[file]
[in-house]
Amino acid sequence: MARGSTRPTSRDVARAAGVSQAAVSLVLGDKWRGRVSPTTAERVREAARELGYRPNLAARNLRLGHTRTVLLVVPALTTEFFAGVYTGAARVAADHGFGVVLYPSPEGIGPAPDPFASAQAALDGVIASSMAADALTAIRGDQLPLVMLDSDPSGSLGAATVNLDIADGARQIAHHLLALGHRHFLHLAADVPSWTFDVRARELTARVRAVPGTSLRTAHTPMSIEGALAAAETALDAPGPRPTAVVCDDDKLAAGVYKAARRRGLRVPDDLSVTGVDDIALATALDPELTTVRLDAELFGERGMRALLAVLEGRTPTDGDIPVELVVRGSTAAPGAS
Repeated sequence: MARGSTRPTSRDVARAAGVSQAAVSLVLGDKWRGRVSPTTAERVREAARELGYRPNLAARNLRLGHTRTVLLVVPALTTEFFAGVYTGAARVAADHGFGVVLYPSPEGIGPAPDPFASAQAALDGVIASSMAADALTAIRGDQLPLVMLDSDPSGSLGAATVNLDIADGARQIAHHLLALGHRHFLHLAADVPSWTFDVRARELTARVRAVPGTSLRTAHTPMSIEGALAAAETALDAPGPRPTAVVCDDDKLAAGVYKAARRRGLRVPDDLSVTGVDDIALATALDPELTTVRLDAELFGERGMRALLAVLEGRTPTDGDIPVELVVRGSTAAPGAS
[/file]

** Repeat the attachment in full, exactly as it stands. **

[in-house]
Amino acid sequence: MARGSTRPTSRDVARAAGVSQAAVSLVLGDKWRGRVSPTTAERVREAARELGYRPNLAARNLRLGHTRTVLLVVPALTTEFFAGVYTGAARVAADHGFGVVLYPSPEGIGPAPDPFASAQAALDGVIASSMAADALTAIRGDQLPLVMLDSDPSGSLGAATVNLDIADGARQIAHHLLALGHRHFLHLAADVPSWTFDVRARELTARVRAVPGTSLRTAHTPMSIEGALAAAETALDAPGPRPTAVVCDDDKLAAGVYKAARRRGLRVPDDLSVTGVDDIALATALDPELTTVRLDAELFGERGMRALLAVLEGRTPTDGDIPVELVVRGSTAAPGAS
Repeated sequence: MARGSTRPTSRDVARAAGVSQAAVSLVLGDKWRGRVSPTTAERVREAARELGYRPNLAARNLRLGHTRTVLLVVPALTTEFFAGVYTGAARVAADHGFGVVLYPSPEGIGPAPDPFASAQAALDGVIASSMAADALTAIRGDQLPLVMLDSDPSGSLGAATVNLDIADGARQIAHHLLALGHRHFLHLAADVPSWTFDVRARELTARVRAVPGTSLRTAHTPMSIEGALAAAETALDAPGPRPTAVVCDDDKLAAGVYKAARRRGLRVPDDLSVTGVDDIALATALDPELTTVRLDAELFGERGMRALLAVLEGRTPTDGDIPVELVVRGSTAAPGAS